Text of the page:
Despite being a Black musical artist, Jimi Hendrix has always been seen as not only a bigger hit with the White crowd, but also as a Mainstream artist. Even though he has influenced a wide array of musical artists of all genres, ethnicities, and races, he is almost universally seen as a Psychedelic Rock Guitar god. For years, Jimi has been thoroughly assimilated into the Mainstream culture, although, this has often been at the expense of failing to recognize his greatness, as it relates to Black music and overall Black culture. However, in the last ten years, I have seen a recent balancing, in terms of the amount of Black people giving Jimi his props. While it is true that Jimi has always had a strong Black following (5 Top 10 R&B Albums), these people have historically been marginalized and downplayed by not only the Mainstream Media, but sadly, even the Black Media. (For the purpose of this essay, I shall refer to the overall consciousness of the Black Community, and the means in which information is disseminated to the Black masses as the Blackstream.) So, let us examine this recent phenomenon that I like to call, Jimi’s diffusion into the Blackstream.
In order to properly tell this story, I must start at the beginning of my musical journey, circa 1978-86, in the heart of NYC. I always felt that I grew up with a rich and diverse musical background. Even after some overzealous White rockers called themselves killing Disco, the genre still survived for Black and Brown people well into the 80s, as it reverted back to his purest forms of R&B , Funk, Soul, and eventually House/Dance/Club music. I was fed a steady diet of Disco, Motown, Soul, R&B, and the legendary pop acts of the 80s (MJ, Prince, Madonna, Lionel Richie, etc.). Also, Hip-Hop exploded out of the late 70s and took over the 80s in New York City. Missing from this smorgasbord of musical delights, was the artist that I would discover at the age of 21 who would forever change my life , Jimi Hendrix.
Jimi was never talked about among my friends, family members, or classmates. I never heard his music on any of the radio stations I encountered throughout my early childhood and teen years. Now that I know the history of Hendrix, I realize that 1979 – 1993 was considered the Dark Ages for Jimi’s catalog. All of that would change with the steady release of Hendrix’s catalog in the mid to late 90s, as his family regained control of his music and re-introduced him to a new generation. Don’t get me wrong, I would see flashes of Hendrix from time to time. But the setting that he was always presented to me was in the form of historic concerts like Monterey Pop and Woodstock, where he was strongly marketed as a psychedelic hippie rock god, absolutely devoid of blackness or soul. No thank you!!!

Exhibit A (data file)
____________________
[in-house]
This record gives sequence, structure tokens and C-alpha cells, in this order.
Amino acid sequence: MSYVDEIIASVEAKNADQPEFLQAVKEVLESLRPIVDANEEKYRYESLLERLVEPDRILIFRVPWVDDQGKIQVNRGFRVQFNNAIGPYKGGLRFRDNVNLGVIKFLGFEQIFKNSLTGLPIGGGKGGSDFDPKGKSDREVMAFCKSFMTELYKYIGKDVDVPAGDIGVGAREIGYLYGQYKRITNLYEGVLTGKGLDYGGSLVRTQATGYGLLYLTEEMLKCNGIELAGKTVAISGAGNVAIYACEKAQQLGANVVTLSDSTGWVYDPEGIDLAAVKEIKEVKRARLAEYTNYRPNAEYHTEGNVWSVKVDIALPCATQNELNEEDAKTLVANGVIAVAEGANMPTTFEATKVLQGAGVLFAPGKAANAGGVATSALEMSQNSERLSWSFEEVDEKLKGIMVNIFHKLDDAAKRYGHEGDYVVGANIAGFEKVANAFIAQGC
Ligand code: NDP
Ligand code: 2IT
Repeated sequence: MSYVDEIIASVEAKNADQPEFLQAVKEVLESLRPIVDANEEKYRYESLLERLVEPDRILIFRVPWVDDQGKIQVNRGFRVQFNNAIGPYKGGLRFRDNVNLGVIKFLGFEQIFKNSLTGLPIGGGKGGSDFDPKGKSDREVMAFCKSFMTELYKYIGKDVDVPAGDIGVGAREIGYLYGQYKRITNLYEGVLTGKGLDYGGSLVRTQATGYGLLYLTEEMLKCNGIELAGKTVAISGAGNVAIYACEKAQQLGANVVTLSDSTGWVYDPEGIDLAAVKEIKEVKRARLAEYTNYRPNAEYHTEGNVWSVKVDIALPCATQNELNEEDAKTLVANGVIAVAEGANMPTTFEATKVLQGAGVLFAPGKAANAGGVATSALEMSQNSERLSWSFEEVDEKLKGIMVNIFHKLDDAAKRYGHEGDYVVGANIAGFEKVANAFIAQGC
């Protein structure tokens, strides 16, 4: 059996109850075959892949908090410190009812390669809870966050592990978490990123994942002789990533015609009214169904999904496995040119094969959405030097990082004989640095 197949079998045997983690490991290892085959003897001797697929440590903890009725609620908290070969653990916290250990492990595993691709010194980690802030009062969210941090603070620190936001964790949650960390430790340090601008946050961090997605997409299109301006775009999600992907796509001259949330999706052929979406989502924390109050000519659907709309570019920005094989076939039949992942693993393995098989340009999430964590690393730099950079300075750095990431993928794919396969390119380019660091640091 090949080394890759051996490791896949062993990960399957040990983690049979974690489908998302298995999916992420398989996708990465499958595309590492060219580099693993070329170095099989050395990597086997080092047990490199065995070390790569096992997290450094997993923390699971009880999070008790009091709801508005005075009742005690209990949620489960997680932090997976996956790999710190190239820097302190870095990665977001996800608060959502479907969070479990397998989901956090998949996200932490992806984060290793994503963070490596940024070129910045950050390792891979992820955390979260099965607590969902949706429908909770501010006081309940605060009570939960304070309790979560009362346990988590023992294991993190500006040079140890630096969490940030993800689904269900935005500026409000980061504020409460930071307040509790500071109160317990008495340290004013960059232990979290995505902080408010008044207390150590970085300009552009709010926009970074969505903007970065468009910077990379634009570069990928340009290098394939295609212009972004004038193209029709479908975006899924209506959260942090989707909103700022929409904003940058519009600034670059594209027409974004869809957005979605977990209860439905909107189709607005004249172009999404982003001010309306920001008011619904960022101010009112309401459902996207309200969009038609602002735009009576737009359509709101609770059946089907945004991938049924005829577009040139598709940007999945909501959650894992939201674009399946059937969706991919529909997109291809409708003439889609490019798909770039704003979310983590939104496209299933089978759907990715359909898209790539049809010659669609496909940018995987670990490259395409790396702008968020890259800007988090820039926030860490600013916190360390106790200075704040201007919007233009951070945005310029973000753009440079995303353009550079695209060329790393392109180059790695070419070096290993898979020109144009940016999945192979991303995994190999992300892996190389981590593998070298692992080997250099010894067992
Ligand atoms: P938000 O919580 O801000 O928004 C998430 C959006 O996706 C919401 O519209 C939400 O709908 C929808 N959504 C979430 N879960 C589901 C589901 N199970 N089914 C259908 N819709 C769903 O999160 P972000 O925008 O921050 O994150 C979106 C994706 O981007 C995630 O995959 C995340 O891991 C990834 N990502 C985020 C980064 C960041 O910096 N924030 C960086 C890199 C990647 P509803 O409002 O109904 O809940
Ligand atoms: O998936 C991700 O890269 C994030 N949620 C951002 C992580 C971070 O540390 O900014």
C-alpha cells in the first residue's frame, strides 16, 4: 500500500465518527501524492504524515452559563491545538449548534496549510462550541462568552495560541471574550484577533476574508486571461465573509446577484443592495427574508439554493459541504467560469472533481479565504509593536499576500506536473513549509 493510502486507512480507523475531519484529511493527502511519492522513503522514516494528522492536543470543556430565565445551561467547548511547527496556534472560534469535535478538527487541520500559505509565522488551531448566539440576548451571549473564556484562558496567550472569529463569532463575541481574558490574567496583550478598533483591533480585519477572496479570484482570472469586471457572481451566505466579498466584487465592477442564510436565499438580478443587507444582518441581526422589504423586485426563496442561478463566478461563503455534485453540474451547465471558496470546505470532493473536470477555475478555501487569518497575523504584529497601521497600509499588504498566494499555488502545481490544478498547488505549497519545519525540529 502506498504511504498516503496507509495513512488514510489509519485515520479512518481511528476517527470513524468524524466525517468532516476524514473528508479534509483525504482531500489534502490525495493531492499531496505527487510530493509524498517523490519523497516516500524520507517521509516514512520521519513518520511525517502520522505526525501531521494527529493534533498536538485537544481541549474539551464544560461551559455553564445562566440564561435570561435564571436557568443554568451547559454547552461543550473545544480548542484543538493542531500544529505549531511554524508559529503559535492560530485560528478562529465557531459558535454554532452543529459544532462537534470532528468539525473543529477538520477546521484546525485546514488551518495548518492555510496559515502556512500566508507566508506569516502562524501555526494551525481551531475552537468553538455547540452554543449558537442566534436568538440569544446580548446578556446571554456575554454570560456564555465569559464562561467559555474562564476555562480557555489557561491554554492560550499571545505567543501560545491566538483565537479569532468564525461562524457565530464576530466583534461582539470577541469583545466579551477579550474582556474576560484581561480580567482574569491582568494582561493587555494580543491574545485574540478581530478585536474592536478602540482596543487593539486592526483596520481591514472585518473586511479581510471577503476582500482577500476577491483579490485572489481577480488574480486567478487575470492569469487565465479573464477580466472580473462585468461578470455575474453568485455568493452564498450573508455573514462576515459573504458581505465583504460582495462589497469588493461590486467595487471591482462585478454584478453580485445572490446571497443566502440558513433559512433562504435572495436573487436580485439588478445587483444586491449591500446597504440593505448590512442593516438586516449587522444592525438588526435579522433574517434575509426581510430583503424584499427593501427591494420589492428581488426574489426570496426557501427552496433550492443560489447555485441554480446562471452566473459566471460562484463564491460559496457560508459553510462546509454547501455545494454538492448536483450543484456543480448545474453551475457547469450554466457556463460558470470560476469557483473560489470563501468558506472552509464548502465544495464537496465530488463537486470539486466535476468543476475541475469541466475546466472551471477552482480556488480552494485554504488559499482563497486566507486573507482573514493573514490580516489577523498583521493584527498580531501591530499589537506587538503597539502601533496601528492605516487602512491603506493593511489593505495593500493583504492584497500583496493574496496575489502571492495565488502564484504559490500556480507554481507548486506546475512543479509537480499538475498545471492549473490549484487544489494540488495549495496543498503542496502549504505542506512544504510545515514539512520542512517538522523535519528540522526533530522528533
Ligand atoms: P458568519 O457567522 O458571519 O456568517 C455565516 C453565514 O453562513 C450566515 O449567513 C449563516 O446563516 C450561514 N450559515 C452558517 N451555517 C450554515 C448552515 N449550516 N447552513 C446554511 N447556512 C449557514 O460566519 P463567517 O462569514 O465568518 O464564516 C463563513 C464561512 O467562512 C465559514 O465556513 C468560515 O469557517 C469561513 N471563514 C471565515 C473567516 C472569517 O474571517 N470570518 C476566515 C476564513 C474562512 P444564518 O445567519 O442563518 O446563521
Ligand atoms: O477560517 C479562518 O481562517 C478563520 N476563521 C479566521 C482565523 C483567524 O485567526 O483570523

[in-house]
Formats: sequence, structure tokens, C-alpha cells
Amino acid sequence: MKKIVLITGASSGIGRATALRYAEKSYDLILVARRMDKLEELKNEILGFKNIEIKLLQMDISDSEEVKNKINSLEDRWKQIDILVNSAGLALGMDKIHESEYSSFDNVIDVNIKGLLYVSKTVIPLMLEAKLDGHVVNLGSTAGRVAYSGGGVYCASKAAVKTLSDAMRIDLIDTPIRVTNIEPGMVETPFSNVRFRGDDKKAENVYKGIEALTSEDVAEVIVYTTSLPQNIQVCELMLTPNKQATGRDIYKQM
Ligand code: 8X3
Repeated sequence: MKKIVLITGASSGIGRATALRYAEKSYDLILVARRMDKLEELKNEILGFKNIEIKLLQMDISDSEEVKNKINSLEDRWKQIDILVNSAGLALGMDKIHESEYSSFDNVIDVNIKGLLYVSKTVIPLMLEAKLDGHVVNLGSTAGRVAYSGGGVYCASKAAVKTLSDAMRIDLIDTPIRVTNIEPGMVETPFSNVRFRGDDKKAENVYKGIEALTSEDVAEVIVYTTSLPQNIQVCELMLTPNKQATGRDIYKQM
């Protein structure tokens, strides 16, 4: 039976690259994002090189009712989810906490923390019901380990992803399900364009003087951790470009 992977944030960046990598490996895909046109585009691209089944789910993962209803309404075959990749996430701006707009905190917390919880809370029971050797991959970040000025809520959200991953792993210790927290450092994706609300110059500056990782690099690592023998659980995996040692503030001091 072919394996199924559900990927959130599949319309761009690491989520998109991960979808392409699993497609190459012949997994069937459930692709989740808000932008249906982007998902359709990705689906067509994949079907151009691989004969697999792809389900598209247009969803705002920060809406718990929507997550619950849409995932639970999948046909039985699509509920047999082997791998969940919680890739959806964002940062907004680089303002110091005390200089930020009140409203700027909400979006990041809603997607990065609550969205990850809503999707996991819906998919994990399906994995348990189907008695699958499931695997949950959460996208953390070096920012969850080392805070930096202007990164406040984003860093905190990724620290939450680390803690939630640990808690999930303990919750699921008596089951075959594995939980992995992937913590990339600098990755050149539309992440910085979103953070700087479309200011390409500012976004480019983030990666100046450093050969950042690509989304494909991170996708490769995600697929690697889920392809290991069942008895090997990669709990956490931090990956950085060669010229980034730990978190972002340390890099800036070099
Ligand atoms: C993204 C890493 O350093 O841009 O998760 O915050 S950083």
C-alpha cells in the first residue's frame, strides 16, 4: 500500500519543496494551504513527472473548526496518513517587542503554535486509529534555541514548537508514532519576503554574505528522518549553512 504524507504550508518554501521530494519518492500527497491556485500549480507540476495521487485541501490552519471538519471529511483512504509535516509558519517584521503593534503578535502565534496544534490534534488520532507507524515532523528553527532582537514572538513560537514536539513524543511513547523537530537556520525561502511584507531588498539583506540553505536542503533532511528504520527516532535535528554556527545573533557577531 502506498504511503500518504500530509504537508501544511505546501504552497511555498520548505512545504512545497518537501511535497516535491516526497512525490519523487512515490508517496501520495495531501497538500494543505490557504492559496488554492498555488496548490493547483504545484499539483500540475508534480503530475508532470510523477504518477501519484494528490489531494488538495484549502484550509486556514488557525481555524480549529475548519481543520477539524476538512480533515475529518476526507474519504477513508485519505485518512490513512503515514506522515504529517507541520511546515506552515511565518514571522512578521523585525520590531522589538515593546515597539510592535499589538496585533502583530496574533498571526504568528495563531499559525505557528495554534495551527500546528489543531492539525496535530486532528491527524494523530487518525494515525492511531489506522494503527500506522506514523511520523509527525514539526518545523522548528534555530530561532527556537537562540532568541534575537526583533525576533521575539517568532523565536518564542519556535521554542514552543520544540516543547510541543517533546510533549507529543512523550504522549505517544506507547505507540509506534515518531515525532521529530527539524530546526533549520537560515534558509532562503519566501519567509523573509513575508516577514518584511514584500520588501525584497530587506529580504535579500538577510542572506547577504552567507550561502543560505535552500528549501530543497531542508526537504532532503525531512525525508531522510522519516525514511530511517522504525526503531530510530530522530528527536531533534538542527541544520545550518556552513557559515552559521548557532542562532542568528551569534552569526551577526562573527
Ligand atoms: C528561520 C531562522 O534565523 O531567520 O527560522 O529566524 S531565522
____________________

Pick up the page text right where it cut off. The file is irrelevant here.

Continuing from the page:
It took professional wrestling to introduce his musical excellence to me, as Hulk Hogan was now playing Hendrix’s Voodoo Child (Slight Return) as his theme song (1997). Hendrix was now being repackaged and presented to me in a cool way. That was all I needed to give this brother a chance. Once I started to dive into his catalog, I wanted to slap myself for missing out on his greatness for all of those years. I wasn’t too hard on myself, because I realized that Hendrix wasn’t really marketed to young black kids or even black people in general. I wanted to dig deeper and discover why that was the case.
What I discovered in my two decade quest to unravel the disconnect between Hendrix and the Black Community was not only shocking, enlightening, and mind blowing, but it also led to two books (Nobody Cages Me and Jimi Hendrix Black Legacy) and an immersion into the many levels and layers of the Hendrix World. I discovered racism among Jimi’s White fans, jealousy among Jimi’s Black fans, people that got off on telling Hendrix “Fish Tales” (inflating their importance or connection to Hendrix), and condescending overzealous self-imposed gatekeepers of Jimi’s legacy. However, the majority of the people I encountered were fans that loved Jimi, and that’s what bonded us all together.